By March 1996, the trio began to accumulate a genuine buzz among major labels, resulting in a bidding war between Interscope, MCA and Epitaph. MCA's persistence and sincerity won the band over, as well as their promise of complete artistic freedom. The band began recording their sophomore effort Dude Ranch that winter. Raynor had broken both heels and was in a wheelchair due to a drunken stunt; he was well enough to record the drum tracks for the album while on crutches. The record hit stores the following summer and the band headed out on the Warped Tour, which Raynor described as "one of the most unequivocally positive experiences of my time with the band." When lead single "Dammit" began rotation at Los Angeles-based KROQ, other stations took notice and the single was added to rock radio playlists across the country. Desperate for a break due to extended touring, the overworked band began to argue and tensions formed, centering largely around Raynor.
Following his exit from Blink-182, Raynor kept himself busy with various musical projects, including a group called The Axidentals. Raynor played guitar for the group, which recorded an extended play and a full-length that was left unreleased when Vagrant Records showed interest in signing the band. By the time the deal went through, Raynor was having disputes with the group and quit; the band later released their debut album as Death on Wednesday through Vagrant in 2000. Raynor also began contributing to a charity called StandUp for Kids, an outreach organization that helped street and homeless youth. He also taught music to teens in trouble with the law under the Street of Dreams program.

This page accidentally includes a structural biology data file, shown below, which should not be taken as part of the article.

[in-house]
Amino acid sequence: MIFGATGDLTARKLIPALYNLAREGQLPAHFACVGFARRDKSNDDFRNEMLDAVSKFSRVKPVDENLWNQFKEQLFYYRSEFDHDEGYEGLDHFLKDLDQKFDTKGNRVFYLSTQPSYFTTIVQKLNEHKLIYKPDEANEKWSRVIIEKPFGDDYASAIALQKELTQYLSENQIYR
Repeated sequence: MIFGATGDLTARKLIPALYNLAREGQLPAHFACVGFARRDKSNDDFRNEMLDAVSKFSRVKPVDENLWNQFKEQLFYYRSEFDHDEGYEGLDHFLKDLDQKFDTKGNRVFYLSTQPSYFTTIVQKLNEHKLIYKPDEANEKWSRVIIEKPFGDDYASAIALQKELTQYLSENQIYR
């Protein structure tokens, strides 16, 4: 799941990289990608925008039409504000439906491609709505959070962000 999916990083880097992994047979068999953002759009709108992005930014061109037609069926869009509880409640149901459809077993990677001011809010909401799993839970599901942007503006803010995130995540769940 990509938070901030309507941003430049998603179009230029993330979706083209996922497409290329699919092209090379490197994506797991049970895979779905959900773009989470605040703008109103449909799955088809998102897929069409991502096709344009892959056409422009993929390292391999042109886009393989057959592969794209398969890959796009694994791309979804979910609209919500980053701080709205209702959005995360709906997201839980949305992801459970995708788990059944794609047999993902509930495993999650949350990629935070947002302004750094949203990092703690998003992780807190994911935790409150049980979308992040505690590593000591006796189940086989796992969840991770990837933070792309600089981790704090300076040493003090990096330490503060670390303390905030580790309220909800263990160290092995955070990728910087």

"The summer I lived with Mark and his family was probably the greatest summer of my life so far," said Raynor in 2001. "I left home at 17, came to San Diego, we bought a van, finished our first video… I had all kinds of dreams in my head and they were all coming true."
Raynor later went on to perform with the group Grimby from 2000 to 2001, which recorded an extended play at Doubletime Studios. Recorded live over the course of a day, Raynor has described it as dark comedy, "a Black Sabbath, Ramones, and "Weird Al" Yankovic milkshake." In January 2003, a rumor circulated on the Internet that Raynor had been shot dead; he addressed the hoax via a letter he e-mailed to the sites in question, that instead directed the attention to the StandUp for Kids organization. Raynor fulfilled a long-held ambition to work with Nirvana producer Jack Endino on an extended play recorded with The Spazms in 2004. "The language of the whole record really speaks for me. It's deskilled, nihilistic, and posits, by default not intention, a Franco-feminism," he said.
As of 2017 Raynor was the drummer for The Los Angeles post punk band The Wraith. By way of photographs via Facebook in June, 2018, Scott Raynor was no longer the band’s drummer.
Currently, Scott Raynor is 43 years, 5 months and 3 days old. Scott Raynor will celebrate 44th birthday on a Monday 23rd of May 2022.